Russian oligarchs have also invested in two of London’s most-supported soccer clubs. Chelsea FC is owned by Roman Abramovich who, according to Karen Dawisha, author of Putin’s Kleptocracy: Who Owns Russia?, “helped fund the purchase for $50 million of Putin’s first presidential yacht.” Abramovich also has a mansion on Kensington Palace Gardens, a street dubbed “billionaires row,” where residents enjoy the protection of armed police guards, thanks to the proximity of a Royal Palace and the Israeli Embassy. Meanwhile 30 percent of Arsenal FC is owned by Alisher Usmanov, a billionaire metal magnate with close Kremlin ties.
None of these individuals have been specifically implicated in any crimes on U.K. soil — although Rotenberg has been banned from traveling in Europe as part of EU sanctions over the Crimea annexation. Rather, they show how heavily invested Russia’s elite have become in high-class London real-estate.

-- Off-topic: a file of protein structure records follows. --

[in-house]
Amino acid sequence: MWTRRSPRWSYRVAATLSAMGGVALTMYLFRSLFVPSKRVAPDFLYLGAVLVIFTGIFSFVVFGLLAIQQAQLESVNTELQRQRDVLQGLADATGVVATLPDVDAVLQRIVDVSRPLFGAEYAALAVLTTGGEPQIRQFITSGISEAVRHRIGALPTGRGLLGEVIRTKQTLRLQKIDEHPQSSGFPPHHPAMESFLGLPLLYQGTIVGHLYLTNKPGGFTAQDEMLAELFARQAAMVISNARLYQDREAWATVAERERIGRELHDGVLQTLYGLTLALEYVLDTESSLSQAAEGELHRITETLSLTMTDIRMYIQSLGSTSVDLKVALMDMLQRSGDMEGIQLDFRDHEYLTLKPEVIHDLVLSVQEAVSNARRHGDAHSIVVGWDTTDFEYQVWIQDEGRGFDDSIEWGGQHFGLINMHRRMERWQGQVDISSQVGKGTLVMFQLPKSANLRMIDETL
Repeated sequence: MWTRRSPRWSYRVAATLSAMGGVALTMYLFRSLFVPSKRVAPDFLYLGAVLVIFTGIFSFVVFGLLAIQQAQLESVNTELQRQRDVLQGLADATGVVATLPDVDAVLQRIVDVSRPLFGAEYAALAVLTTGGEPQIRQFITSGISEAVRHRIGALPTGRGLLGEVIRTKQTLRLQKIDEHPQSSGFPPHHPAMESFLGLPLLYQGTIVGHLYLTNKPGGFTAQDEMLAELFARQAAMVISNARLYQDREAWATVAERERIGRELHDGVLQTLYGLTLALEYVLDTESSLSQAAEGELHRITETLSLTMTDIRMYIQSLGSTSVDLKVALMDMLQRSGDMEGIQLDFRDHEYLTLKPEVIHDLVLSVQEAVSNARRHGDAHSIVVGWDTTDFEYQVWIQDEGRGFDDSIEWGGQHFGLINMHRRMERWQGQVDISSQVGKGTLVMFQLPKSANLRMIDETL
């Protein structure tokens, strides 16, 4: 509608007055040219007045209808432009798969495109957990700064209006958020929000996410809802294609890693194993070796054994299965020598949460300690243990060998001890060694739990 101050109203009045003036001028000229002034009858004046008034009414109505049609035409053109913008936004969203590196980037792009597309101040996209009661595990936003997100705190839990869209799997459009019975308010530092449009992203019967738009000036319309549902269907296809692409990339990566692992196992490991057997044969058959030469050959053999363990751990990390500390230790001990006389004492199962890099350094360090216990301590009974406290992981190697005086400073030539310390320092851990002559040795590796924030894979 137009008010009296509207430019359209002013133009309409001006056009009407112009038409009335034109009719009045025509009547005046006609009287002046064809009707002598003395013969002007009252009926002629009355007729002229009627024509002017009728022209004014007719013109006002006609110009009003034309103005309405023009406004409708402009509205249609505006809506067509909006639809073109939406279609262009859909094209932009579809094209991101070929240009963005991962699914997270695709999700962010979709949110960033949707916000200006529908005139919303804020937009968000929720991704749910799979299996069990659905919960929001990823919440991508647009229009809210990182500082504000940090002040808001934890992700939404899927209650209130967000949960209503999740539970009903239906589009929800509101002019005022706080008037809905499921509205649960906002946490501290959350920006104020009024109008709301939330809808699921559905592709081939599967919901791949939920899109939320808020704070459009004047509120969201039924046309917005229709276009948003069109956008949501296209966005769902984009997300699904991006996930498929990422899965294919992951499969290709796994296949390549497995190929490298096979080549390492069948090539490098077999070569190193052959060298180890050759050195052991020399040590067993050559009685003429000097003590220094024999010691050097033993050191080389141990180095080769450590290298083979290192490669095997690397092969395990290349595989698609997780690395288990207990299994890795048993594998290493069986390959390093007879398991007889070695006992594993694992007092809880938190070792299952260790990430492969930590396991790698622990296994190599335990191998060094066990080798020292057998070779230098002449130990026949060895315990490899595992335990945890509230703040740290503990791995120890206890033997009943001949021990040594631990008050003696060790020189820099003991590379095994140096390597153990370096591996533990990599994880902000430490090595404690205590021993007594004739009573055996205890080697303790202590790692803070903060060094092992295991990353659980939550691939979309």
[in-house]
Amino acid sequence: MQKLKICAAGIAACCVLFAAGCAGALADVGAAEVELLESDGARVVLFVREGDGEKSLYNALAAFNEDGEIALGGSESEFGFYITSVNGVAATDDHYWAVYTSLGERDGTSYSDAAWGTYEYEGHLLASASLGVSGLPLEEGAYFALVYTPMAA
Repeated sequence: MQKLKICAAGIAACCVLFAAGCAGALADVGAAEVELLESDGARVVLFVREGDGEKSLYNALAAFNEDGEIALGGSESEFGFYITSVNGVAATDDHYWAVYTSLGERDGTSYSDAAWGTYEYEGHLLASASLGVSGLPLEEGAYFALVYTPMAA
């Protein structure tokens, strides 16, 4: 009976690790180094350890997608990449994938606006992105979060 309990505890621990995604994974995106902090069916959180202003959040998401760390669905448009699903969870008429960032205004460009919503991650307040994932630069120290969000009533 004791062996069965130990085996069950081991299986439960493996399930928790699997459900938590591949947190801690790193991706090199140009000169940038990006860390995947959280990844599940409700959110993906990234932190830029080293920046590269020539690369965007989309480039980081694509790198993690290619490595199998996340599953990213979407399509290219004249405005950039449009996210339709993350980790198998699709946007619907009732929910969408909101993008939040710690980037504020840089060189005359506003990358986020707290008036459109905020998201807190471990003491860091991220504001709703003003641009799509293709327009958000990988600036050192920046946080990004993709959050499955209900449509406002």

“You don’t need to be an expert, just walk around Kensington, Chelsea and Knightsbridge,” Nate Sibley, program manager at the Hudson Institute’s Kleptocracy Initiative, told ThinkProgress. “You’ll see empty properties being used as luxury deposit boxes.”
Even more infuriating is that many of the mansions bought by the super-rich aren’t actually occupied. In 2013, the real estate agency Savills found that nearly 40 percent of those buying property in Belgravia had no intention of making these luxury homes their primary residence, and squatters are often evicted from the mansions. The properties are essentially expensive piggy banks, allowing the wealth and corrupt to make their dubiously-sourced cash look legitimate.